Despite some clunky and overly earnest moments, “The Fabelmans” explains how filmmaking offered Spielberg a lifeline when he needed it the most. A key arc finds the aspiring director coming to terms with his parents’ troubled marriage and the unexpected way that his mother’s affair with a close family friend (Seth Rogen) complicates their household. Sammy’s camera helps him make sense of his family even as it leads him to tell new stories. After opening with his first exposure to movie magic at a screening of “The Greatest Show on Earth,” the movie illustrates how that formative moment established Spielberg’s lifelong relationship to the medium.
Spielberg arrived in Toronto with a rock star’s welcome, as hundreds of fans chanted his name as he walked the red carpet. Onstage at the theater after the screening, Spielberg said he started considering the possibility of unearthing this experience as a movie while working with Kushner on “Lincoln.” (There seems to be some disagreement about the timeline, as Kushner told IndieWire earlier in the evening that discussion of the project started when they collaborated together on “Munich.”) “Tony kind of performed the role of my therapist,” Spielberg said.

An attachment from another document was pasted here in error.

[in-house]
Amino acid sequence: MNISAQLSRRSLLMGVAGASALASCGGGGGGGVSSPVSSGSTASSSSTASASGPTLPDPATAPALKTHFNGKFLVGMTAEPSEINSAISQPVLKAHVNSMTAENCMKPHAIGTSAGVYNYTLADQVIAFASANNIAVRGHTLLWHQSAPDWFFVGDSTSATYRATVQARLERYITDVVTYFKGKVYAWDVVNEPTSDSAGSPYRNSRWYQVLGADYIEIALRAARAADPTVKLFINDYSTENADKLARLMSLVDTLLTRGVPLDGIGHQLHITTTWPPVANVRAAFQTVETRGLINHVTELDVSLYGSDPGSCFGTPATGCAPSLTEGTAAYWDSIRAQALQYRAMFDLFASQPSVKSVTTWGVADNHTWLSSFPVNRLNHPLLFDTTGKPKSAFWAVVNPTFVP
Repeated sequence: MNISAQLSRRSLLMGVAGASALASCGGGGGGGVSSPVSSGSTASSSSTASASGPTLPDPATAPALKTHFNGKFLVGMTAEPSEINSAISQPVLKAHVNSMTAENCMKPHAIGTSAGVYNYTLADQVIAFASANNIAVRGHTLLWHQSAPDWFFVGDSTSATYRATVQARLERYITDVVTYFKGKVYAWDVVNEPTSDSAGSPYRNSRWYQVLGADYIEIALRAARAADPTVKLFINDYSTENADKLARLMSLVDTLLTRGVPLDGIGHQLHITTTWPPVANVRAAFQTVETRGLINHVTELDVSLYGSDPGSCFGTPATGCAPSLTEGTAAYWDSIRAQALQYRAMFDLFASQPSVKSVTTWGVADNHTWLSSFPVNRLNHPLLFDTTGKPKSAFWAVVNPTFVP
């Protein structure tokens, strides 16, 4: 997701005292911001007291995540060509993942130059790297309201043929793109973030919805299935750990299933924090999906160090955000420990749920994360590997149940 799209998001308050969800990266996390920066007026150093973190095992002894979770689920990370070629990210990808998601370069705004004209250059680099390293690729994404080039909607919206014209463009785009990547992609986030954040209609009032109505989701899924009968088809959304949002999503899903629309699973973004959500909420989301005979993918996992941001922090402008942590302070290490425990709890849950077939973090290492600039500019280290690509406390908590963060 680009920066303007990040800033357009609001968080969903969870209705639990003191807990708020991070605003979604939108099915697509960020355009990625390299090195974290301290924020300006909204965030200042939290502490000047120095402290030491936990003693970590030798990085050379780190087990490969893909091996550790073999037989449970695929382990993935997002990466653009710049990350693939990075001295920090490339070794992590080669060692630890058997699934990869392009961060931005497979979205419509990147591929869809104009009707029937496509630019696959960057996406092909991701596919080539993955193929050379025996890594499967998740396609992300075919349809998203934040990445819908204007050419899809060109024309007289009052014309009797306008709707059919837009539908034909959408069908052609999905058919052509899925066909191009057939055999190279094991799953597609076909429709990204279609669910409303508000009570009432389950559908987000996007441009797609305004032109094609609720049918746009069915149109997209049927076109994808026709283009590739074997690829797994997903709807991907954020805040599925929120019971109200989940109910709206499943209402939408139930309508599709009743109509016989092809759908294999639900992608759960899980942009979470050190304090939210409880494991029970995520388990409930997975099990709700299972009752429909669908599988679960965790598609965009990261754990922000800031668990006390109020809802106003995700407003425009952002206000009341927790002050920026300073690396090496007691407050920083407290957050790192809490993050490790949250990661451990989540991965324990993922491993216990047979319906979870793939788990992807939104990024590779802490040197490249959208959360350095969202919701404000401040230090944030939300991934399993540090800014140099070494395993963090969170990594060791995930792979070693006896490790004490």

The idea was tabled for years, but the pandemic created a new urgency. “When COVID hit, we all felt fear,” Spielberg said. “I felt if I was going to leave anything behind, what did I need to resolve?” However, he pushed back on any impression that “The Fabelmans” was meant to close out his career. “It’s not because I’ve decided to retire and this is my swan song,” he said. “Don’t believe any of that.”
The deaths of his parents also motivated him to complete this project: His mother Leah died in 2017, followed by the death of his father in 2020 at the age of 103.
“This film is a way of bringing my mom and dad back,” he said. “That was worth making this film.” He also singled out his three sisters, all of whom were in attendance, noting that the project “brought them closer to me than I thought was even possible.” The final credit of the movie reads, “For Leah.”